Syrian regime reaps rewards of IS advances

Syrian regime reaps rewards of IS advances
Analysis: Regime is benefiting from IS attacks on other rebel forces - attacks which also deflect attention from its own atrocities. But how long will that last?
3 min read
17 April, 2015
The regime's forces benefit as opposition groups are drained by the IS [Anadolu]

The Islamic State group is making a clear bid to expand its control around the Syrian capital Damascus. But it is the regime that is gaining the most from the IS advance. 

Only a few months after advancing to the area of Beir al-Qassab in the Damascus countryside, IS tried to seize control of the Yarmouk refugee camp, less than 10km away from the capital's city centre.

They also advanced into the nearby area of Qaboun, where Syrian opposition forces put up a fight, leading IS to retreat into the northern area of Teshrin. Opposition forces attacked them there on Wednesday night.

Small but growing presence

IS does not have a strong presence there. Activist Omar Abdul Salam told al-Araby al-Jadeed that two months ago, there were barely 50 IS fighters in the area, before new fighters started joining them, taking the number up to around 200.

Abdul Salam said IS lures young recruits into their training camp by offering a monthly salary of $200-300 and food rations.

But it was regime forces who achieved major military gains after fighting started in Yarmouk, especially when they pushed through the frontlines in Tadamon and the camp.

The regime seems to be benefitting long-term as IS drains the resources of opposition forces. In PR terms, media reports of the IS advance on Damascus have also played into the regime's hands.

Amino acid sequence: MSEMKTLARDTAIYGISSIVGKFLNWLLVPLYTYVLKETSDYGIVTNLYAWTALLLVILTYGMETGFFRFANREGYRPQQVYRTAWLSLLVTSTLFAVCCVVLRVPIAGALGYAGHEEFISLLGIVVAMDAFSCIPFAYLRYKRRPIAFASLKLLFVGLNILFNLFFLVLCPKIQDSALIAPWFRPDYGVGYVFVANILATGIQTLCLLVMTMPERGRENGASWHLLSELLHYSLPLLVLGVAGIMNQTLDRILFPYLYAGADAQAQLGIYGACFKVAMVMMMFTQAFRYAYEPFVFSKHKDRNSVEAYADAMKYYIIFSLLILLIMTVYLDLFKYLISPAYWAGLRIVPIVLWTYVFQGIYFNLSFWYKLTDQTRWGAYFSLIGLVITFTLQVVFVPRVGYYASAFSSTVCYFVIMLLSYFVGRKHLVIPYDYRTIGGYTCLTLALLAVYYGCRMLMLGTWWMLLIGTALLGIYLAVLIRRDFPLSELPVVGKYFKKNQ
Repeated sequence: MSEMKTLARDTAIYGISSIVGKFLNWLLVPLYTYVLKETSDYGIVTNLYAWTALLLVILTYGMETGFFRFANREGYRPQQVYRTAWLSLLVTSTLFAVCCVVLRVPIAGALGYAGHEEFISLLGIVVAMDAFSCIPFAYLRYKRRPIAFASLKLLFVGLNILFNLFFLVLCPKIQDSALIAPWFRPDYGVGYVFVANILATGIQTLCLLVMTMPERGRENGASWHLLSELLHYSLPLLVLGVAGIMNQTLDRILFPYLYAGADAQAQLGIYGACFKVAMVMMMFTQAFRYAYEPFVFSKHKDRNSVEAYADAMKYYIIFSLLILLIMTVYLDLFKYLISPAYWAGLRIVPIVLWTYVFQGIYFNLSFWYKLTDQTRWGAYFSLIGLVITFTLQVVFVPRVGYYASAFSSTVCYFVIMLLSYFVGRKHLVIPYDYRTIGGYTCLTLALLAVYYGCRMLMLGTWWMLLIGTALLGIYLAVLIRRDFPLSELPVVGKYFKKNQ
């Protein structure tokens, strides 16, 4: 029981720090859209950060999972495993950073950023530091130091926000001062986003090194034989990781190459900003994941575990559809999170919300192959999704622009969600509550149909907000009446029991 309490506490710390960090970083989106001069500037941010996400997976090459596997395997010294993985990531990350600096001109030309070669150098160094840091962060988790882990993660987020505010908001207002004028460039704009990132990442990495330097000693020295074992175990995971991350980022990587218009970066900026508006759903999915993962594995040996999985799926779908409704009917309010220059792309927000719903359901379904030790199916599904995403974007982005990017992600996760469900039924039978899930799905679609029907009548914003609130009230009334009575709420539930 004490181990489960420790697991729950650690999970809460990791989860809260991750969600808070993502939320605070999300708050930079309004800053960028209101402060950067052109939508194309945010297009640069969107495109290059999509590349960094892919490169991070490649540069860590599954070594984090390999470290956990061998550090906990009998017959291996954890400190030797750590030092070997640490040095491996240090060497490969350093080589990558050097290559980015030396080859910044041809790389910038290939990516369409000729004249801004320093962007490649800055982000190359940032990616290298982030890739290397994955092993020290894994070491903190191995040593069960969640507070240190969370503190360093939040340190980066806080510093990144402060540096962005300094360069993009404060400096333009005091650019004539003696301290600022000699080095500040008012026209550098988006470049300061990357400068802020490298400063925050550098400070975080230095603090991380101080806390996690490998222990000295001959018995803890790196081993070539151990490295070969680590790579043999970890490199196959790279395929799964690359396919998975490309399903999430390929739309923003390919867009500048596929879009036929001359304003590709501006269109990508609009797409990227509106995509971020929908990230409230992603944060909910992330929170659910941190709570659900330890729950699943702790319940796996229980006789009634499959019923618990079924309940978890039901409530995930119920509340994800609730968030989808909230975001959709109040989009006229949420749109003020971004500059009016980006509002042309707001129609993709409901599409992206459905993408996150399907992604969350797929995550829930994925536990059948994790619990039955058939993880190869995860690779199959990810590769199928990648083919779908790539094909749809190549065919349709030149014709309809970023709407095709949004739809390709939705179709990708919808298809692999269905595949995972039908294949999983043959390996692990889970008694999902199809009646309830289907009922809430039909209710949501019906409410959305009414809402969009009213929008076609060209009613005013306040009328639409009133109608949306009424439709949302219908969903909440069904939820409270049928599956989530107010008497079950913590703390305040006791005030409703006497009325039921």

These reports overshadow the regime's defeat in Idlib as well as its daily air raids on the city’s residential areas, and on northern, eastern and southern areas of Aleppo.

Most strikingly, all the areas into which IS has advanced by attacking opposition forces are, in fact, besieged by the regime.

     This raises many questions on how IS has received logistical, financial and military support.

Opposition forces even agreed on a truce with the regime following its blockades in most of the areas IS is attempting to expand to, such as Yalda, Babila and Bayt Sahem, south of Damascus, as well as Qaboun, Barza and Teshrin, north of Damascus.

This raises many questions on how IS has received logistical, financial and military support.

IS had provoked Qaboun's opposition forces by posting videos on the Twitter account an affiliated group showing masked young men in training. The video was called "Mujahideen training camp in Qaboun".

The fight between opposition forces and IS in Qaboun may be compared to the battle in Damascus' southern suburbs, where Army of Islam (Jaish al-Islam) forces continue attempts to advance from the area of al-Zayn - which they took over in the past two days - towards al-Hajar al-Aswad, while Ajnad al-Sham forces continue to fight the IS outside the town of Yalda.


At the same time, the Palestinian Aknaf Bayt al-Maqdis brigades are continuing to fight IS in the northern parts of Yarmouk, supported by the opposition-affiliated brigades of Sham al-Rasoul and Ababil.

Members of the executive committee of the Palestinian Liberation Organisation (PLO) told al-Araby al-Jadeed that the issue of Yarmouk would be at the top of the agenda in their meeting next Saturday, adding that the meeting would confirm the PLO’s decision not to intervene militarily in the camp in any way.

"The PLO's position has not changed. We will not intervene in armed conflicts on foreign territories anywhere", committee member Hanan Ashrawy said.

This comes as part of recent conflicting statements about Yarmouk, as PLO representative Ahmed al-Majdalani said there would be no political solution with the IS, referring to the need for a military solution to end the IS’s presence in the camp.

This article is an edited translation from our Arabic edition